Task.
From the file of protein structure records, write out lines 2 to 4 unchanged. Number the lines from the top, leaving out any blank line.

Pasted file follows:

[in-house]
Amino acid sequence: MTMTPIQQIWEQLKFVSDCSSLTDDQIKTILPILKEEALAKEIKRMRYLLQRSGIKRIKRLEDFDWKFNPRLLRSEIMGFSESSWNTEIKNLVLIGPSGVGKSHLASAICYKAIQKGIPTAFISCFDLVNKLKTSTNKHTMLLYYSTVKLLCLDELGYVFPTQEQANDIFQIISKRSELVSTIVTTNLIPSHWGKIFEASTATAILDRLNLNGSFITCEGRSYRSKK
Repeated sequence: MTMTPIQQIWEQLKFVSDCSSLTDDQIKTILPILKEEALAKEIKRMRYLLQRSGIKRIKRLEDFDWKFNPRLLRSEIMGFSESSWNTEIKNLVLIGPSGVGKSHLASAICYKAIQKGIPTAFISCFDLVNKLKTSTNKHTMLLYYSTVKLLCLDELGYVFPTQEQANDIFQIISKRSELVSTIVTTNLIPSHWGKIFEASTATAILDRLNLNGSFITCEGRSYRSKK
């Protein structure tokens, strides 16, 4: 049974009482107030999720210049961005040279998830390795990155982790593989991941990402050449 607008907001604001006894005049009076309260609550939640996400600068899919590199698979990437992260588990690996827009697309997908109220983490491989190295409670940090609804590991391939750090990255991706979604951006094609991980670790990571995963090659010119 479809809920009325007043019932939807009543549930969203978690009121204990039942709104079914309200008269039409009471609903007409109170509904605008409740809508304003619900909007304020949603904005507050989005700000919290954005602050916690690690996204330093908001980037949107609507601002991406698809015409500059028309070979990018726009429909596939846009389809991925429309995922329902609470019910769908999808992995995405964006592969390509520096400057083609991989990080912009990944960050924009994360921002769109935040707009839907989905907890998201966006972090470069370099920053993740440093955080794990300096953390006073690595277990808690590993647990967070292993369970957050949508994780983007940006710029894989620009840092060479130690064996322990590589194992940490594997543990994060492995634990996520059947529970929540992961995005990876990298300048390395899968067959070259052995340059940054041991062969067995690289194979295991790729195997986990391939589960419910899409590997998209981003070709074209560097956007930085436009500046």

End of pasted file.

Amino acid sequence: MTMTPIQQIWEQLKFVSDCSSLTDDQIKTILPILKEEALAKEIKRMRYLLQRSGIKRIKRLEDFDWKFNPRLLRSEIMGFSESSWNTEIKNLVLIGPSGVGKSHLASAICYKAIQKGIPTAFISCFDLVNKLKTSTNKHTMLLYYSTVKLLCLDELGYVFPTQEQANDIFQIISKRSELVSTIVTTNLIPSHWGKIFEASTATAILDRLNLNGSFITCEGRSYRSKK
Repeated sequence: MTMTPIQQIWEQLKFVSDCSSLTDDQIKTILPILKEEALAKEIKRMRYLLQRSGIKRIKRLEDFDWKFNPRLLRSEIMGFSESSWNTEIKNLVLIGPSGVGKSHLASAICYKAIQKGIPTAFISCFDLVNKLKTSTNKHTMLLYYSTVKLLCLDELGYVFPTQEQANDIFQIISKRSELVSTIVTTNLIPSHWGKIFEASTATAILDRLNLNGSFITCEGRSYRSKK
């Protein structure tokens, strides 16, 4: 049974009482107030999720210049961005040279998830390795990155982790593989991941990402050449 607008907001604001006894005049009076309260609550939640996400600068899919590199698979990437992260588990690996827009697309997908109220983490491989190295409670940090609804590991391939750090990255991706979604951006094609991980670790990571995963090659010119 479809809920009325007043019932939807009543549930969203978690009121204990039942709104079914309200008269039409009471609903007409109170509904605008409740809508304003619900909007304020949603904005507050989005700000919290954005602050916690690690996204330093908001980037949107609507601002991406698809015409500059028309070979990018726009429909596939846009389809991925429309995922329902609470019910769908999808992995995405964006592969390509520096400057083609991989990080912009990944960050924009994360921002769109935040707009839907989905907890998201966006972090470069370099920053993740440093955080794990300096953390006073690595277990808690590993647990967070292993369970957050949508994780983007940006710029894989620009840092060479130690064996322990590589194992940490594997543990994060492995634990996520059947529970929540992961995005990876990298300048390395899968067959070259052995340059940054041991062969067995690289194979295991790729195997986990391939589960419910899409590997998209981003070709074209560097956007930085436009500046």